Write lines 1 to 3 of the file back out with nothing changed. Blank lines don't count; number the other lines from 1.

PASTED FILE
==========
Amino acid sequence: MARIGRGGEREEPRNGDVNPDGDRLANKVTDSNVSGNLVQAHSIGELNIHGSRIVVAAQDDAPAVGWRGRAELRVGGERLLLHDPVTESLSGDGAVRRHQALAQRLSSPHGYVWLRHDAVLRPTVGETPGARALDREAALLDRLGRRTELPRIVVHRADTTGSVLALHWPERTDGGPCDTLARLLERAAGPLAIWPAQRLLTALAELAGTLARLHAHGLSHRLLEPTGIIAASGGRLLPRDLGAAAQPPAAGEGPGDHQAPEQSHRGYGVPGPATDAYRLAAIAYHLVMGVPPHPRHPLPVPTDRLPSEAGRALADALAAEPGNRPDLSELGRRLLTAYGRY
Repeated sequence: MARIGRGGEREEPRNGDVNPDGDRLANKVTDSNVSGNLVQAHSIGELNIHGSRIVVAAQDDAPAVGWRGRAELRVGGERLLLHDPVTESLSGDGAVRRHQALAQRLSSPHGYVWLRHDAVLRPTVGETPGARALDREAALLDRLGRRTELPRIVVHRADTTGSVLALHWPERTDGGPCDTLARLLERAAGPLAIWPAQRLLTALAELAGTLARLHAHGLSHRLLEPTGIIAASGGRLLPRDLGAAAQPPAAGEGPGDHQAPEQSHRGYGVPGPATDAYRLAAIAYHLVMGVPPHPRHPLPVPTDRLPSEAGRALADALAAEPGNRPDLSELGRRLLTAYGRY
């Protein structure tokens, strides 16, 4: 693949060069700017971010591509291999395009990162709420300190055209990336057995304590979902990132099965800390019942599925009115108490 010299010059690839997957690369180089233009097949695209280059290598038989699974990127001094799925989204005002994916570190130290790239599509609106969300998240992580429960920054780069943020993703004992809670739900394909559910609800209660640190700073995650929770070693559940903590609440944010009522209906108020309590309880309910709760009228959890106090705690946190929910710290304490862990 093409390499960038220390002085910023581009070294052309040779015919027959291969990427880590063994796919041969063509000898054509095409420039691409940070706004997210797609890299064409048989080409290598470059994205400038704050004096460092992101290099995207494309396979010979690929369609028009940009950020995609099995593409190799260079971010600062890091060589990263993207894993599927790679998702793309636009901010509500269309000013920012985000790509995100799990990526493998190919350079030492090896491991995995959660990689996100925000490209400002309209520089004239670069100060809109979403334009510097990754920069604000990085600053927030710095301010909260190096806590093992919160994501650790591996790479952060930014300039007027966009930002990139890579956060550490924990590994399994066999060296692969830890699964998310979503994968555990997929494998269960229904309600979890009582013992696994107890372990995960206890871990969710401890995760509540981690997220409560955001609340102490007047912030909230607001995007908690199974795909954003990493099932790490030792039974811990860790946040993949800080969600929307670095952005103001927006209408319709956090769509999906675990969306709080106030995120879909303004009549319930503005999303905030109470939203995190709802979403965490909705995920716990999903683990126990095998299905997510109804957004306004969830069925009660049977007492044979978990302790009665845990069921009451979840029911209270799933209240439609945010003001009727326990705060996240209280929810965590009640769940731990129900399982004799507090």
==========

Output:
Amino acid sequence: MARIGRGGEREEPRNGDVNPDGDRLANKVTDSNVSGNLVQAHSIGELNIHGSRIVVAAQDDAPAVGWRGRAELRVGGERLLLHDPVTESLSGDGAVRRHQALAQRLSSPHGYVWLRHDAVLRPTVGETPGARALDREAALLDRLGRRTELPRIVVHRADTTGSVLALHWPERTDGGPCDTLARLLERAAGPLAIWPAQRLLTALAELAGTLARLHAHGLSHRLLEPTGIIAASGGRLLPRDLGAAAQPPAAGEGPGDHQAPEQSHRGYGVPGPATDAYRLAAIAYHLVMGVPPHPRHPLPVPTDRLPSEAGRALADALAAEPGNRPDLSELGRRLLTAYGRY
Repeated sequence: MARIGRGGEREEPRNGDVNPDGDRLANKVTDSNVSGNLVQAHSIGELNIHGSRIVVAAQDDAPAVGWRGRAELRVGGERLLLHDPVTESLSGDGAVRRHQALAQRLSSPHGYVWLRHDAVLRPTVGETPGARALDREAALLDRLGRRTELPRIVVHRADTTGSVLALHWPERTDGGPCDTLARLLERAAGPLAIWPAQRLLTALAELAGTLARLHAHGLSHRLLEPTGIIAASGGRLLPRDLGAAAQPPAAGEGPGDHQAPEQSHRGYGVPGPATDAYRLAAIAYHLVMGVPPHPRHPLPVPTDRLPSEAGRALADALAAEPGNRPDLSELGRRLLTAYGRY
């Protein structure tokens, strides 16, 4: 693949060069700017971010591509291999395009990162709420300190055209990336057995304590979902990132099965800390019942599925009115108490 010299010059690839997957690369180089233009097949695209280059290598038989699974990127001094799925989204005002994916570190130290790239599509609106969300998240992580429960920054780069943020993703004992809670739900394909559910609800209660640190700073995650929770070693559940903590609440944010009522209906108020309590309880309910709760009228959890106090705690946190929910710290304490862990 093409390499960038220390002085910023581009070294052309040779015919027959291969990427880590063994796919041969063509000898054509095409420039691409940070706004997210797609890299064409048989080409290598470059994205400038704050004096460092992101290099995207494309396979010979690929369609028009940009950020995609099995593409190799260079971010600062890091060589990263993207894993599927790679998702793309636009901010509500269309000013920012985000790509995100799990990526493998190919350079030492090896491991995995959660990689996100925000490209400002309209520089004239670069100060809109979403334009510097990754920069604000990085600053927030710095301010909260190096806590093992919160994501650790591996790479952060930014300039007027966009930002990139890579956060550490924990590994399994066999060296692969830890699964998310979503994968555990997929494998269960229904309600979890009582013992696994107890372990995960206890871990969710401890995760509540981690997220409560955001609340102490007047912030909230607001995007908690199974795909954003990493099932790490030792039974811990860790946040993949800080969600929307670095952005103001927006209408319709956090769509999906675990969306709080106030995120879909303004009549319930503005999303905030109470939203995190709802979403965490909705995920716990999903683990126990095998299905997510109804957004306004969830069925009660049977007492044979978990302790009665845990069921009451979840029911209270799933209240439609945010003001009727326990705060996240209280929810965590009640769940731990129900399982004799507090």